Sheep News Briefs

ASI Develops Legislative Action Center   

    A Legislative Action Center page has been added to the ASI website – www.sheepusa.org. For ease of access, it can be opened from the home page by clicking on the button labeled Legislative Action Center. Additions to the website offer easy access for locating members of Congress, legislative schedules and members of various committees and subcommittees. A Priority Issues sub-page has also been added where ASI members will be able to easily access Federal Register postings and submit comments and it will be updated as issues arise. 

Sheep Center Adds Board Members  

The National Sheep Industry Improvement Center (NSIIC) welcomed two new board members at its annual meeting in Reno. New board members Laurie Hubbard (Penn.) and Cody Hiemke (Wisc.) replaced outgoing members Greg Ahart (Calif.) and Rochelle Oxarango (Idaho). Hubbard is a direct marketer in Pennsylvania and is representing producers on the board, while Hiemke is manager for the Niman Ranch lamb program representing marketing.  The Sheep Center welcomes comments and suggestions as to areas of priority for awarding grants within the sheep industry. Comments and/or suggestions can be forwarded to stevelee@nsiic.org. 
 

TPP Negotiations Enter ‘Endgame’

Last year’s Trans-Pacific Partnership (TPP) negotiations were marked by Japan’s unwillingness to lower tariffs and restrictions on key agricultural and auto markets, but the tide could be changing.  Darci Vetter, chief agricultural negotiator for the Office of the U.S. Trade Representative, says that negotiations are “entering the end game” although the timeline will be decided when tough issues can be resolved. The TPP is a regional trade agreement between 12 Pacific Rim countries including Australia, Brunei Darussalam, Canada, Chile, Japan, Malaysia, Mexico, New Zealand, Peru, Singapore, Vietnam and the United States, which account for nearly 40 percent of global Gross Domestic Product.  Peter Orwick, executive director at ASI, said this agreement would opening up access for American lamb into the Japanese market, however, “it does threaten the U.S. wool textile industry if there are not yarn forward origin rules implemented,” he added.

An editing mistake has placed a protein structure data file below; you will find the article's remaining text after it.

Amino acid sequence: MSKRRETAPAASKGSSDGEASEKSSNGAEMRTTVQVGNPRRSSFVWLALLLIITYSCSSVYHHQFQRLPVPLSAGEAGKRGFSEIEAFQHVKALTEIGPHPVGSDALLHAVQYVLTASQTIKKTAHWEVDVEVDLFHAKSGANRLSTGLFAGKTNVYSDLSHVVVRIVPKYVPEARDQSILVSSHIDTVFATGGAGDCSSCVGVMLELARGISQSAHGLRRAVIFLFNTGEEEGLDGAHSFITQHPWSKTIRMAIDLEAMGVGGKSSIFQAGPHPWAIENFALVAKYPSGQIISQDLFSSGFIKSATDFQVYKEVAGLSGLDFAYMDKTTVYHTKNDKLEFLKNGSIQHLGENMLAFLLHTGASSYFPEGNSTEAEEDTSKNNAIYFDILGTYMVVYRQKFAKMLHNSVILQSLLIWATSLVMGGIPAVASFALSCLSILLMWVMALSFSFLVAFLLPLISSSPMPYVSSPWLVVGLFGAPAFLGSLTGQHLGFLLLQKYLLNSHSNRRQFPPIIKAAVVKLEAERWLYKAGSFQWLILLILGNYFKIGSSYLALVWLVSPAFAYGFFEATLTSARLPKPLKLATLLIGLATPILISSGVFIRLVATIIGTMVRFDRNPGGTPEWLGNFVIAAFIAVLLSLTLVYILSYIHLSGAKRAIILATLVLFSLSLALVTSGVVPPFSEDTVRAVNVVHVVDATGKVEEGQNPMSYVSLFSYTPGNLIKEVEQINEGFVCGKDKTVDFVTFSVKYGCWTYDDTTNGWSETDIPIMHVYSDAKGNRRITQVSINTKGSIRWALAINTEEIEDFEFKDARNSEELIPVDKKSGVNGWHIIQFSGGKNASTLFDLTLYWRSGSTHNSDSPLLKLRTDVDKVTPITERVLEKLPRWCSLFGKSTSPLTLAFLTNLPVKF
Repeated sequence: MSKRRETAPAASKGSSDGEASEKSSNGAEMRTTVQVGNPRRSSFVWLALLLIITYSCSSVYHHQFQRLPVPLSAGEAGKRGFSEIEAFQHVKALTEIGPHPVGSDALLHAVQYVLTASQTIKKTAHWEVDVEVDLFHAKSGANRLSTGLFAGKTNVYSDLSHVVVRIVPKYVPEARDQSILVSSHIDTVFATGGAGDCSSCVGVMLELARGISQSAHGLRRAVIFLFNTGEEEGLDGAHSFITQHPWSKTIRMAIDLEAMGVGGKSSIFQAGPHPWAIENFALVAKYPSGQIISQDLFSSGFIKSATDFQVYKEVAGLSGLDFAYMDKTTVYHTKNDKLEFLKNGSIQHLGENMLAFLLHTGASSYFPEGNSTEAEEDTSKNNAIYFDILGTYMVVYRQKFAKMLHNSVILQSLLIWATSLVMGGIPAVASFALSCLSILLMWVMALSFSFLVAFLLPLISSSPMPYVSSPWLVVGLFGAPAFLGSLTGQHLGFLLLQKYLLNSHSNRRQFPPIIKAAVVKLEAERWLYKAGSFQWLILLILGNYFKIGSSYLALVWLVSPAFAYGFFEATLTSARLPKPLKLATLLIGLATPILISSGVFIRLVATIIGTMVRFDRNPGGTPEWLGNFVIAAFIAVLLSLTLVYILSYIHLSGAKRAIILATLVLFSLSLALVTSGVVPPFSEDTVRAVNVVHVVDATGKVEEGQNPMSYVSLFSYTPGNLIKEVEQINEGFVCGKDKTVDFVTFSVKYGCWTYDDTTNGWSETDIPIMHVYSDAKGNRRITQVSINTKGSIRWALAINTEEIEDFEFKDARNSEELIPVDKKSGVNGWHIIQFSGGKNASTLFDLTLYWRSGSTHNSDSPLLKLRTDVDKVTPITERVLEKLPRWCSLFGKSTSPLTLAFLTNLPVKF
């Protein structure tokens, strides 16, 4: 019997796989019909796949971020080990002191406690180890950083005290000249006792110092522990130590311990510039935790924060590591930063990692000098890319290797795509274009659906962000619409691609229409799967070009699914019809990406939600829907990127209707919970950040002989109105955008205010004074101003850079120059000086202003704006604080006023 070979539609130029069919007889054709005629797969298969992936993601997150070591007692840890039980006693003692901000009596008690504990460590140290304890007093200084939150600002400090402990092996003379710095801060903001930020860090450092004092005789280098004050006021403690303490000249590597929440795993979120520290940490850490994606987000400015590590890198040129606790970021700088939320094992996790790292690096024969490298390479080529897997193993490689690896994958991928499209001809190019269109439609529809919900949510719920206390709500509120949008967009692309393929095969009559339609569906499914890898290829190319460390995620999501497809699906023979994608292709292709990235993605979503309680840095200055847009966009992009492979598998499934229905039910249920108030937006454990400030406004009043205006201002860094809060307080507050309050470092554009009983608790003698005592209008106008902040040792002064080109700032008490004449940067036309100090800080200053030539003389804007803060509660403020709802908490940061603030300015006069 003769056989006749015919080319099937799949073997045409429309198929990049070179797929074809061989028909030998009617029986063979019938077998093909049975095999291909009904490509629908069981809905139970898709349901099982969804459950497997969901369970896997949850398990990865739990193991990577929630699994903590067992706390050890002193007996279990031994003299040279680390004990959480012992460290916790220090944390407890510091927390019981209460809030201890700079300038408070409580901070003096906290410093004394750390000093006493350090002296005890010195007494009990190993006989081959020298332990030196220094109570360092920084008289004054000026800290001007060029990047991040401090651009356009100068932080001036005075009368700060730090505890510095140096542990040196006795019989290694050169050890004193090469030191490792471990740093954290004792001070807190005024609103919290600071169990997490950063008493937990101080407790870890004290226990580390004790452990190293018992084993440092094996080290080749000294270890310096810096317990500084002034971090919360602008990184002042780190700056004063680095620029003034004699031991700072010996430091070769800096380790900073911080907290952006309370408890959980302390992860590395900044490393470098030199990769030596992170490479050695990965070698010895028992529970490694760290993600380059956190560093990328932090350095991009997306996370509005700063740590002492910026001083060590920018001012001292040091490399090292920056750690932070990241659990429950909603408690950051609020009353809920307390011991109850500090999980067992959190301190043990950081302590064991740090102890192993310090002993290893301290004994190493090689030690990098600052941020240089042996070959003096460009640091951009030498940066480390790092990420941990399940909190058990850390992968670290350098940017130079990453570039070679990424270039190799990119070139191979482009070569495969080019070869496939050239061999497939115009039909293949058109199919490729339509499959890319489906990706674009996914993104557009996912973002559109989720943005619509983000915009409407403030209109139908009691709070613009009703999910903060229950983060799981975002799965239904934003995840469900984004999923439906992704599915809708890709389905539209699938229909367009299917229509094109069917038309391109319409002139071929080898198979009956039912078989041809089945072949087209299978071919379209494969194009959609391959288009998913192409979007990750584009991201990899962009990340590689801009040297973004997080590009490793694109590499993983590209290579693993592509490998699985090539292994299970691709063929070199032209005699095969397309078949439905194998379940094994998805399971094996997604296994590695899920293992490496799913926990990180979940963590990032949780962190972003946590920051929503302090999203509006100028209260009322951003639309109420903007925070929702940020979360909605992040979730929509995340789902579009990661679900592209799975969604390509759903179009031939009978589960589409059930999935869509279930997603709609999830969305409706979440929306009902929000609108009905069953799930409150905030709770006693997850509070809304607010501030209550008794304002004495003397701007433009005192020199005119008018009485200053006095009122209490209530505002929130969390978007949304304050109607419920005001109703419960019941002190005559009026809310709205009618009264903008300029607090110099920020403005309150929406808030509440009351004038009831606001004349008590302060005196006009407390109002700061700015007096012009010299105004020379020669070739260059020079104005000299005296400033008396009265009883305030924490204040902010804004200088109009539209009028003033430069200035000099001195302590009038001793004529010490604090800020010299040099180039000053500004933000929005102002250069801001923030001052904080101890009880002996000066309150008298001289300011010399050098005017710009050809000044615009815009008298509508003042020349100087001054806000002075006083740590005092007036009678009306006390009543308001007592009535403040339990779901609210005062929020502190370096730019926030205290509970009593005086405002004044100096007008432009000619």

COOL Rule Lawsuit is Dismissed

The U.S. District court dismissed a lawsuit brought by meat interest groups against the USDA regarding Country-of-Origin Labeling (COOL). The papers ending the suit were filed in the U.S. District Court for the District of Columbia, ending American Meat Institute et al. v. USDA et al., originally filed in July 2013.  After several back-and-forth meetings in the courtroom, including a requested injunction against the rule, a court of appeals denied rehearing of the suit in October 2014.  The meat groups had said COOL violates the constitution by mandating speech without a public interest. They also argued the policy creates unnecessary and costly burdens for producers and packers. The World Trade Organization (WTO) dispute on the rule continues.
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